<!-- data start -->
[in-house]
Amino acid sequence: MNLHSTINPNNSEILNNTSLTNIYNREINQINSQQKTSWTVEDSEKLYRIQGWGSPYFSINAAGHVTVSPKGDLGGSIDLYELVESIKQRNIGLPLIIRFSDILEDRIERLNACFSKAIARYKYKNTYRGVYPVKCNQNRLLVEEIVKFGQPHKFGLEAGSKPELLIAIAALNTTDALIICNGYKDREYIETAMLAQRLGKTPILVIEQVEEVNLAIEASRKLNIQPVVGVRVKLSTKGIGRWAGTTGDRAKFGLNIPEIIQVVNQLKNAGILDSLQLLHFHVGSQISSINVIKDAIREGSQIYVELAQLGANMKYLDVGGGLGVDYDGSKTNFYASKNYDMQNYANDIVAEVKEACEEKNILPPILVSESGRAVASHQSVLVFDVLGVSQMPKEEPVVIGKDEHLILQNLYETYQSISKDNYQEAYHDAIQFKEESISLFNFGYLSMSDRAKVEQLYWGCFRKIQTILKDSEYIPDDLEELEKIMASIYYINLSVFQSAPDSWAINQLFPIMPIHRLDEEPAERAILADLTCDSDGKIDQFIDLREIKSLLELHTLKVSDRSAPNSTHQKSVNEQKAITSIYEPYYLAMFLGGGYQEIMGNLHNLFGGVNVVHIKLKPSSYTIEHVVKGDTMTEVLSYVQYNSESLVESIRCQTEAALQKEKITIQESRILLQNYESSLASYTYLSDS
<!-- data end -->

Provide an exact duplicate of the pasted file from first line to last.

[in-house]
Amino acid sequence: MNLHSTINPNNSEILNNTSLTNIYNREINQINSQQKTSWTVEDSEKLYRIQGWGSPYFSINAAGHVTVSPKGDLGGSIDLYELVESIKQRNIGLPLIIRFSDILEDRIERLNACFSKAIARYKYKNTYRGVYPVKCNQNRLLVEEIVKFGQPHKFGLEAGSKPELLIAIAALNTTDALIICNGYKDREYIETAMLAQRLGKTPILVIEQVEEVNLAIEASRKLNIQPVVGVRVKLSTKGIGRWAGTTGDRAKFGLNIPEIIQVVNQLKNAGILDSLQLLHFHVGSQISSINVIKDAIREGSQIYVELAQLGANMKYLDVGGGLGVDYDGSKTNFYASKNYDMQNYANDIVAEVKEACEEKNILPPILVSESGRAVASHQSVLVFDVLGVSQMPKEEPVVIGKDEHLILQNLYETYQSISKDNYQEAYHDAIQFKEESISLFNFGYLSMSDRAKVEQLYWGCFRKIQTILKDSEYIPDDLEELEKIMASIYYINLSVFQSAPDSWAINQLFPIMPIHRLDEEPAERAILADLTCDSDGKIDQFIDLREIKSLLELHTLKVSDRSAPNSTHQKSVNEQKAITSIYEPYYLAMFLGGGYQEIMGNLHNLFGGVNVVHIKLKPSSYTIEHVVKGDTMTEVLSYVQYNSESLVESIRCQTEAALQKEKITIQESRILLQNYESSLASYTYLSDS